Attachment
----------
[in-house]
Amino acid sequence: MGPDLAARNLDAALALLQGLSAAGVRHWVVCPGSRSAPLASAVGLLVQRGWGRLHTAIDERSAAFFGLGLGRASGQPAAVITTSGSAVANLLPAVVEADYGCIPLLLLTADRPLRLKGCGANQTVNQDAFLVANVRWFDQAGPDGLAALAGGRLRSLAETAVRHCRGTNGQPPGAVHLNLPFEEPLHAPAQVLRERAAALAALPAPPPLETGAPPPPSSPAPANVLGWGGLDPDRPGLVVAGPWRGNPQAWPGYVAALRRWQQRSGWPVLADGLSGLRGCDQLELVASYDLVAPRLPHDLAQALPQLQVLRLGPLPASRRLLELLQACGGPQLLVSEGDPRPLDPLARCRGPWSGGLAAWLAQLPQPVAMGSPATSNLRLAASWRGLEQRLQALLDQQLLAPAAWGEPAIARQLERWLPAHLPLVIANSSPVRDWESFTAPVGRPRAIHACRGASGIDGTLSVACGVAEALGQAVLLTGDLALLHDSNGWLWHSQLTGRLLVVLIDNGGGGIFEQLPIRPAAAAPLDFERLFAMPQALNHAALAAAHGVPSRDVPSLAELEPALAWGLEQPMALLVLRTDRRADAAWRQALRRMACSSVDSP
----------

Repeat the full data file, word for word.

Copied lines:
[in-house]
Amino acid sequence: MGPDLAARNLDAALALLQGLSAAGVRHWVVCPGSRSAPLASAVGLLVQRGWGRLHTAIDERSAAFFGLGLGRASGQPAAVITTSGSAVANLLPAVVEADYGCIPLLLLTADRPLRLKGCGANQTVNQDAFLVANVRWFDQAGPDGLAALAGGRLRSLAETAVRHCRGTNGQPPGAVHLNLPFEEPLHAPAQVLRERAAALAALPAPPPLETGAPPPPSSPAPANVLGWGGLDPDRPGLVVAGPWRGNPQAWPGYVAALRRWQQRSGWPVLADGLSGLRGCDQLELVASYDLVAPRLPHDLAQALPQLQVLRLGPLPASRRLLELLQACGGPQLLVSEGDPRPLDPLARCRGPWSGGLAAWLAQLPQPVAMGSPATSNLRLAASWRGLEQRLQALLDQQLLAPAAWGEPAIARQLERWLPAHLPLVIANSSPVRDWESFTAPVGRPRAIHACRGASGIDGTLSVACGVAEALGQAVLLTGDLALLHDSNGWLWHSQLTGRLLVVLIDNGGGGIFEQLPIRPAAAAPLDFERLFAMPQALNHAALAAAHGVPSRDVPSLAELEPALAWGLEQPMALLVLRTDRRADAAWRQALRRMACSSVDSP